Living Simply: Candied Jalapeño

Cowboy candy.
Cowboy candy.

It may seem silly, but I miss David Foster Wallace nearly every day since he killed himself on September 12, 2008.

I “met” him first through his novel Infinite Jest, a 1,100 page tome with 150 pages of endnotes (give or take, depending on the edition you have).

I read this book three times.

The first time it took me three weeks, as I was taking notes, writing down vocabulary lists (for real, and I am an English major), and looking up definitions. I also referred when necessary to the endnotes DFW created, including the complete movie catalogue of one of the characters (with plot synopsis and everything).

It’s the kind of brain-based focus that has not really occurred in my life for the past several years.

The next two times I read Infinite Jest, it was for the simple pleasure of winding myself up in his beautiful prose. His complex characters, modeled on real life people, perhaps, or mostly on autobiographical bits of himself, are deep and complicated and sometimes downright unlikeable.

The plot unfolds at a snail’s pace, which explains the book’s length, but every word feels necessary and in service to the larger purpose. I read it as a marathoner might pop out and jog a quick ten miles  – to keep my intellectual muscles strong and engaged and with a type of joy that comes from already knowing what happens. In this way I could gather the little pebbles I missed along the way (which happens quite a bit, as I may already be a little senile, the most burnt out non-potsmoker one might meet).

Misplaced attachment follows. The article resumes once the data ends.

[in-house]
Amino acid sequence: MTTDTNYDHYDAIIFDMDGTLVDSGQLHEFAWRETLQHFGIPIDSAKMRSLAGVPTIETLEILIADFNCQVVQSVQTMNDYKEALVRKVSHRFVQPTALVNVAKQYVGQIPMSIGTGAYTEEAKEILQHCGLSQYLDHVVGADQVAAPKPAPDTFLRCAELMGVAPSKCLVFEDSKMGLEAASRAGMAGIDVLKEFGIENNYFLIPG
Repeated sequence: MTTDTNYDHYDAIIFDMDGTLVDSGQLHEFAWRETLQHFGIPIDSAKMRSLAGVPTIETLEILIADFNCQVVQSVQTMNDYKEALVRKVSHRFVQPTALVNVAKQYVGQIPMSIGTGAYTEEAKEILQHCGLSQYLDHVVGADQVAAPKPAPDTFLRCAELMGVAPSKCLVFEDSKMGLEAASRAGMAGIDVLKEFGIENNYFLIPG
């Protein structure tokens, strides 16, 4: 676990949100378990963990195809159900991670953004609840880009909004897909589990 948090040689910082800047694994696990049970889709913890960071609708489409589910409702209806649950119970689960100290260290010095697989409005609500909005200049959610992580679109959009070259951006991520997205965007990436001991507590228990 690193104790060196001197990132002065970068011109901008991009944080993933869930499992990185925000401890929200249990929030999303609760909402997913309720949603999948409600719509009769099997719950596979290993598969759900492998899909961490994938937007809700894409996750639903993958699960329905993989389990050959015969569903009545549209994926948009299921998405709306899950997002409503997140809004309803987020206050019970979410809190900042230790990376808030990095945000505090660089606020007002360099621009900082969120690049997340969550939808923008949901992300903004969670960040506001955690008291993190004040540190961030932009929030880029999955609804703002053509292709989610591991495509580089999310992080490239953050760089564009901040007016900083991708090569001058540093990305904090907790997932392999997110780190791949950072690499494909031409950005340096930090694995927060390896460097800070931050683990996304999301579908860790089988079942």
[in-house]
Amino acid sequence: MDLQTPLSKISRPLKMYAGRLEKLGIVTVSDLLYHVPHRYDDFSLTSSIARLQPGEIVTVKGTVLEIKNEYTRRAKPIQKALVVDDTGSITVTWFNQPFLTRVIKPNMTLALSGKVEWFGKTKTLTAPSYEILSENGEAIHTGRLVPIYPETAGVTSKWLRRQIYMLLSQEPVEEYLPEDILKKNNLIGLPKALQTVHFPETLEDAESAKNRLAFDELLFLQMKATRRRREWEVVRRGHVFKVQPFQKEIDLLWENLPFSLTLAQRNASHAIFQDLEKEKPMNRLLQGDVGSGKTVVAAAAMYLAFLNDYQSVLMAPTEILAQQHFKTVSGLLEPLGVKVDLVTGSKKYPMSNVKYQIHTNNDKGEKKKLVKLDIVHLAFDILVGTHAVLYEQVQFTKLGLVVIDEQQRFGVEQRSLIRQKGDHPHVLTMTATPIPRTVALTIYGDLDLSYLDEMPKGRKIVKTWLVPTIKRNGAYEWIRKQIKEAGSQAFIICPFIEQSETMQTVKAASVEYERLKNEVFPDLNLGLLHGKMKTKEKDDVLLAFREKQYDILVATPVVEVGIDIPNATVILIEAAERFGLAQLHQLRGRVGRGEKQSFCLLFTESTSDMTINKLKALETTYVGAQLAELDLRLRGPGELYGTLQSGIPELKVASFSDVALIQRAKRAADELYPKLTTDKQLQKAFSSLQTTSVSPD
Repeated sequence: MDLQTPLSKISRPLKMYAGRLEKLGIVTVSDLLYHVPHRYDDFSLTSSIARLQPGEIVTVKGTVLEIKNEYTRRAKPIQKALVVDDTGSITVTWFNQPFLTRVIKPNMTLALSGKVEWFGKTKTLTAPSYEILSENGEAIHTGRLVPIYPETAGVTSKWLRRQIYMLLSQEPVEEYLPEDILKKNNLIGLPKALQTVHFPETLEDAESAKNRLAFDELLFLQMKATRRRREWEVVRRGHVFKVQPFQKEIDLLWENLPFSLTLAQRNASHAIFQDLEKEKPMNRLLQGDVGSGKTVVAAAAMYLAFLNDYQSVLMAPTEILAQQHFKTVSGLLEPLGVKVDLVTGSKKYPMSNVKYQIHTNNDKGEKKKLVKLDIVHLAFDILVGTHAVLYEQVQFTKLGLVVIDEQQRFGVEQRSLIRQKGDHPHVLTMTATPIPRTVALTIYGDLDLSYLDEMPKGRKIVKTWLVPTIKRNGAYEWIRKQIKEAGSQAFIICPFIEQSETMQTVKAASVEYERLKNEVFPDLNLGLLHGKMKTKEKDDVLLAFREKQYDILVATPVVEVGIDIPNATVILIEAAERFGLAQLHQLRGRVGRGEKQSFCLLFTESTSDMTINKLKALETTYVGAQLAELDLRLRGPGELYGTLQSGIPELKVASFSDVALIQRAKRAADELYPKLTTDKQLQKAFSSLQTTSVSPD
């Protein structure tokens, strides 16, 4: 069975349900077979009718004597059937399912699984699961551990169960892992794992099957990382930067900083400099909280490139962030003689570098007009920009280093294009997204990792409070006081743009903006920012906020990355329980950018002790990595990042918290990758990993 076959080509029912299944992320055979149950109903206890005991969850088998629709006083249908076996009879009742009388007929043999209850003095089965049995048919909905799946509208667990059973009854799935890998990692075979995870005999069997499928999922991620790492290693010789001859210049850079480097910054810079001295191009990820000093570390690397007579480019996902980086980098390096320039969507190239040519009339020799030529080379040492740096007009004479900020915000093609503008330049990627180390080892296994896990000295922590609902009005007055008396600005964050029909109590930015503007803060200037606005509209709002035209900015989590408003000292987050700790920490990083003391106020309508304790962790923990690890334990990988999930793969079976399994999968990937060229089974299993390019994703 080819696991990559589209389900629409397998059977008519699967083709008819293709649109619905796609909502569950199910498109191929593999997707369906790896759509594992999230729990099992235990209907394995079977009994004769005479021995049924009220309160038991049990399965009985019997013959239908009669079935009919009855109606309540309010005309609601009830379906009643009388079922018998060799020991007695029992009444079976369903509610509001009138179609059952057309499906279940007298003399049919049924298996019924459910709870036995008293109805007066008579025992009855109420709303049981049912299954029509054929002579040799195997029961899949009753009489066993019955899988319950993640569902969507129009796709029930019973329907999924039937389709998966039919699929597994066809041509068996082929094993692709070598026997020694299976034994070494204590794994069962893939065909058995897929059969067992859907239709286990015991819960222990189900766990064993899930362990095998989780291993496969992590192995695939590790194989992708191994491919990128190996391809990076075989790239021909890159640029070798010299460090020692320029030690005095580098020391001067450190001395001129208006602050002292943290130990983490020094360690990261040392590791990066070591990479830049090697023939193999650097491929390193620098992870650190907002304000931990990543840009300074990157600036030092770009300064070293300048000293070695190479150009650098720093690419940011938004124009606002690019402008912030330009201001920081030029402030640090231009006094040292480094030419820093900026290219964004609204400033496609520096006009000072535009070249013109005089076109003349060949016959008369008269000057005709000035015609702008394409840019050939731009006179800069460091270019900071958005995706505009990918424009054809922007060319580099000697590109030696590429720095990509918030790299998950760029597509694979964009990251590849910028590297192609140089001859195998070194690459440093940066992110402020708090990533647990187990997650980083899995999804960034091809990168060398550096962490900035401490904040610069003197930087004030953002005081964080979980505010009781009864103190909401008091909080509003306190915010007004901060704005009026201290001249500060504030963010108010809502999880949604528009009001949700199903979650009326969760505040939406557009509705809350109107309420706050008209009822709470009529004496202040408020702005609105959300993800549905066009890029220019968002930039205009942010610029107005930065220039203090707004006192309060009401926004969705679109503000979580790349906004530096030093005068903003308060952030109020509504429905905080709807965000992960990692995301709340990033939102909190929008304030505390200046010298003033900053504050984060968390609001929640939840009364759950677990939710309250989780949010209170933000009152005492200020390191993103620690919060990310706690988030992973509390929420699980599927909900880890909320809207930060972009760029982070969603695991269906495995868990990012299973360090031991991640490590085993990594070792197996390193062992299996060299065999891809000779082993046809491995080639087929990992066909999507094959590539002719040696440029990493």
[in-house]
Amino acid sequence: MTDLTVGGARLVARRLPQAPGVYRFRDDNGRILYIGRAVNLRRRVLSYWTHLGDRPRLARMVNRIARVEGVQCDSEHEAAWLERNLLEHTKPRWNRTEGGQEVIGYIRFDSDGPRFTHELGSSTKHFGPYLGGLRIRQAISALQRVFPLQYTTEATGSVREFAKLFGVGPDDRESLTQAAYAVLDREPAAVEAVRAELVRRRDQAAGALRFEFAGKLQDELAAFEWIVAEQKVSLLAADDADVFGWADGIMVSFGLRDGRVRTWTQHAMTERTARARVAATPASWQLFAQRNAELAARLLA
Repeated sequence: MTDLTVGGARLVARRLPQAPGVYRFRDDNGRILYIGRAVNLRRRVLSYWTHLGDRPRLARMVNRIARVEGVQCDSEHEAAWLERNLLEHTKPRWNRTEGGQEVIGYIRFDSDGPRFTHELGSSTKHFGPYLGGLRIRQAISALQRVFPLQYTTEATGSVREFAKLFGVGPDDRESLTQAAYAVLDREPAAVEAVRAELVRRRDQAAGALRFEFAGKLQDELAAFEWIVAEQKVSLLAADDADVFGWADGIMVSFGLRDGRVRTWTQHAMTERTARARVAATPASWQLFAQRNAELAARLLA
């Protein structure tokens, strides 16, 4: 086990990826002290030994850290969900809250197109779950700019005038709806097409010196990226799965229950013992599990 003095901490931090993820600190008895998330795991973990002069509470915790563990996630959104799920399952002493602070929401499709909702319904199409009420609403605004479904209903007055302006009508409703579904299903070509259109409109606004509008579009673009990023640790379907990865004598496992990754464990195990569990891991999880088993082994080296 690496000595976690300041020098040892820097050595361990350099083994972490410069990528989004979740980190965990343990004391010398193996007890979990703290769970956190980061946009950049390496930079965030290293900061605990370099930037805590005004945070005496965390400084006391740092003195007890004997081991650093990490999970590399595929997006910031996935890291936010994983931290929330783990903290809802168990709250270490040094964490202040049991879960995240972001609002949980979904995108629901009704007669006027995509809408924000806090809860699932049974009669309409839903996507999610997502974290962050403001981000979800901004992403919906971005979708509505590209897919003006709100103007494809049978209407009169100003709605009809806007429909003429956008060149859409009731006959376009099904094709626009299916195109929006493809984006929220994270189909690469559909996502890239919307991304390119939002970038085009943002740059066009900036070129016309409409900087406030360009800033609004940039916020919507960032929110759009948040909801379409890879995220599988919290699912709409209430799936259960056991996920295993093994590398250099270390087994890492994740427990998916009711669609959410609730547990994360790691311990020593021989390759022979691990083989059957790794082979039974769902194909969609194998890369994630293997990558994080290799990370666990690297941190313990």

Few books have called to me in the same way before or after. I don’t know what it is about the reward you get when you need to spend more effort on something to truly understand it. Infinite Jest was not an easy read any of the times that I read it. I read it at times when I was most preoccupied in my life (grad school, with a newborn, and when I started my school), almost as if the action of reading such a book pulled me out of the foggiest parts of my brain and made me sharpen my gaze, like honing a blade.

Sometimes, though, this steel-sharp focus is counterintuitive. Sometimes simplicity is what we really need.

Simplicity does not equal stupidity, although one could be lead to believe otherwise by the current state of everything in the U.S.

Simplicity can easily be achieved by allowing whatever is to be whatever it is without wallowing in it or reveling in it or otherwise complicating it with interpretation and reaction. Seems easy enough, right?

In another part of my life, I am a 500-hour certified yoga teacher, and one of the texts we studied during my training was The Splendor of Recognition. This is a study of 21 Tantric sutras (which, disappointingly, DON’T MENTION SEX EVEN ONCE).

Side note: One of my main issues with spirituality in general is that language is inadequate for its discussion, so I will keep it to a minimum here.